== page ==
9. In this manner, the Code ignores rights enshrined in the Constitution. (In Maneka Gandhi v. Union of India, 1978, the Supreme Court observed that it is the duty of the authority to give reasonable opportunity to be heard, even where there is no specific provision for showing cause when a proposed action affects the rights of the individual.)
  10. The Code is also deficient in providing a yardstick for the qualification of the interim and of the final insolvency resolution professionals.It allows for any person to access the information memorandum put together by the insolvency professional without restricting competitors or imposing any confidentiality obligations.
  11. This allows for any person to access proprietary information of the corporate debtor and misuse the same, given that there is no law protecting confidentiality and vitiates the fundamental right to business under Article 19(1)(g).
  12. The Code prohibits withdrawal of the application once the same has been admitted.
  13. This means that there is no scope whatsoever for settlement.
  14. This is despite the recent ruling of the Supreme Court in Lokhandwala Kataria Construction (P) Ltd. V. Nisus Finance and Investment Managers LLP (2017), wherein a settlement proposal was taken on record and the appeal was disposed of. However, this cannot be held as a precedent.
  15. Further, the unrestricted access of any person without mandatory contractual obligations in relation to confidentiality vitiates the fundamental right to business under Article 19(1)(g).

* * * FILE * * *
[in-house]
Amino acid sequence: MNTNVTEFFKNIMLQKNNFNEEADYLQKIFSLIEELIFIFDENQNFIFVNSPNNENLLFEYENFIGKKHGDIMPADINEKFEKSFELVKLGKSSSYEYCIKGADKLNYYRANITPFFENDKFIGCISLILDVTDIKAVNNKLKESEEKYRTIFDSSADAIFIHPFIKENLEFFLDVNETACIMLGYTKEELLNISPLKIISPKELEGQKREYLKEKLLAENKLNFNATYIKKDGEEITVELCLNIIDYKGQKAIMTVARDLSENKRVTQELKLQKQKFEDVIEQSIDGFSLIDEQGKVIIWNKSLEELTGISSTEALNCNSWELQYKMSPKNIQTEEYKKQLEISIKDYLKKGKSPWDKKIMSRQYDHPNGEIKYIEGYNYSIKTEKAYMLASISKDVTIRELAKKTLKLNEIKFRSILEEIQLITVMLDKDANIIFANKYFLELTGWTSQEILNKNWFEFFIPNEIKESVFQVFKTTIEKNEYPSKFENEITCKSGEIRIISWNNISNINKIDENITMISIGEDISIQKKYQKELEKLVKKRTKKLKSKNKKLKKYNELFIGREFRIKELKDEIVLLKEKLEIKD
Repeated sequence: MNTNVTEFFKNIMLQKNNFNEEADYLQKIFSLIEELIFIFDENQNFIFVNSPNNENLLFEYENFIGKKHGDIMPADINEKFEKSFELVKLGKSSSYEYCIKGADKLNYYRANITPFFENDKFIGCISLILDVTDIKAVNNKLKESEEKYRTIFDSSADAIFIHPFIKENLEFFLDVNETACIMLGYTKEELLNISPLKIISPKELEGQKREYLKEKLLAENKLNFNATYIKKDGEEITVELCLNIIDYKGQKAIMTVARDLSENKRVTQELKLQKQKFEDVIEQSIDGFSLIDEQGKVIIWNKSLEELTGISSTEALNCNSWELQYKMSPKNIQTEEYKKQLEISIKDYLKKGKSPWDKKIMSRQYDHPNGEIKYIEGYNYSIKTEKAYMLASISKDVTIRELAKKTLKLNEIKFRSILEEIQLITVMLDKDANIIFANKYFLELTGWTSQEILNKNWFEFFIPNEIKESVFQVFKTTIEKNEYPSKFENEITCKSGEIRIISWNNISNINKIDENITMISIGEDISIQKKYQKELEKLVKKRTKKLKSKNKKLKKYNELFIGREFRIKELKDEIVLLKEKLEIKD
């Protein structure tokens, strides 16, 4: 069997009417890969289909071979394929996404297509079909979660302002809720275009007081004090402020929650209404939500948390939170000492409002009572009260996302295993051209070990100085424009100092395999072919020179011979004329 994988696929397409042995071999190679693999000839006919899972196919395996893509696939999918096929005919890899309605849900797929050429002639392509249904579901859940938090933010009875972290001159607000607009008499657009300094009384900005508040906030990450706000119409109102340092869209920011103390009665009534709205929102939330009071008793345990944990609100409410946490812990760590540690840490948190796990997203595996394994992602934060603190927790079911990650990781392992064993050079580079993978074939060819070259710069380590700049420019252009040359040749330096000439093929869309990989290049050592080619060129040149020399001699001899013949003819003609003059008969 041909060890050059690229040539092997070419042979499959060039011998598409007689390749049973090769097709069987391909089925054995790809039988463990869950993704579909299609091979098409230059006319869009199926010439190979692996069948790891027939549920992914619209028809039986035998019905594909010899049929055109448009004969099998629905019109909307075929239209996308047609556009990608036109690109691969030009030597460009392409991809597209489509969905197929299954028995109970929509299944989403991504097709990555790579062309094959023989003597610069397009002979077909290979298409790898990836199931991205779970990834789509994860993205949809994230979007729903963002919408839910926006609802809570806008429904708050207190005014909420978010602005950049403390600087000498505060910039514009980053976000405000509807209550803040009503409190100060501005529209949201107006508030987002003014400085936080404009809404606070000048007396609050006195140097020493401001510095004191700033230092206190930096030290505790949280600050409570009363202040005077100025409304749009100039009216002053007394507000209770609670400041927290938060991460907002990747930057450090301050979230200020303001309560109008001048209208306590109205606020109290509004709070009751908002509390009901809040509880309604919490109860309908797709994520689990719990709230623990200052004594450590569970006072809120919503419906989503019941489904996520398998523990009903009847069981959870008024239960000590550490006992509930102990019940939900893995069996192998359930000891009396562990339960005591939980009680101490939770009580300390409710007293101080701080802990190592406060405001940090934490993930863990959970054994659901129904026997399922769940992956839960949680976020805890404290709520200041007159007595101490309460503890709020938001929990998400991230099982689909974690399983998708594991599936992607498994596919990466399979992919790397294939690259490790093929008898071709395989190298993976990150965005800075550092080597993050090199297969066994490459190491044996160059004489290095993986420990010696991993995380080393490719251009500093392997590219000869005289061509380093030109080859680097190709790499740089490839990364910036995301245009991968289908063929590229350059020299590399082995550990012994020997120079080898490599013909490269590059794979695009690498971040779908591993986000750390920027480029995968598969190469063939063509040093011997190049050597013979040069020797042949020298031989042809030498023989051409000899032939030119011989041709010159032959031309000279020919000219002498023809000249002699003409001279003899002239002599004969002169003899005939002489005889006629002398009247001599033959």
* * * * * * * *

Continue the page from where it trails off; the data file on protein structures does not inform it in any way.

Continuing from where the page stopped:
16. Time-bound insolvency resolution will require establishment of several new entities.  Also, given the pendency and disposal rate of DRTs, their current capacity may be inadequate to take up the additional role.
  17. IPAs, regulated by the Board, will be created for regulating the functioning of IPs.  This approach of having regulated entities further regulate professionals may be contrary to the current practice of regulating licensed professionals.  Further, requiring a high value of performance bond may deter the formation of IPAs. 
  18. The Code provides an order of priority to distribute assets during liquidation.  It is unclear why: (i) secured creditors will receive their entire outstanding amount, rather than up to their collateral value, (ii) unsecured creditors have priority over trade creditors, and (iii) government dues will be repaid after unsecured creditors.
  19. The Code provides for the creation of multiple IUs. However, it does not specify that full information about a company will be accessible through a single query from any IU.  This may lead to financial information being scattered across these IUs.
  20. The Code creates an Insolvency and Bankruptcy Fund.  However, it does not specify the manner in which the Fund will be used.


The Insolvency and Bankruptcy Code is

a comprehensive and systemic reform, which will give a quantum leap to the functioning of the credit market. It would take India from among relatively weak insolvency regimes to becoming one of the world’s best insolvency regimes. It lays the foundations for the development of the corporate bond market, which would finance the infrastructure projects of the future. The passing of this Code and implementation of the same will give a big boost to ease of doing business in India.


Q.) “Bankruptcy code is a greater step towards the business friendly India.” Comment

Q.) What are the features of the bankruptcy code. Do think certain provisions undermine the fundamental right to carry out any profession


The Hindu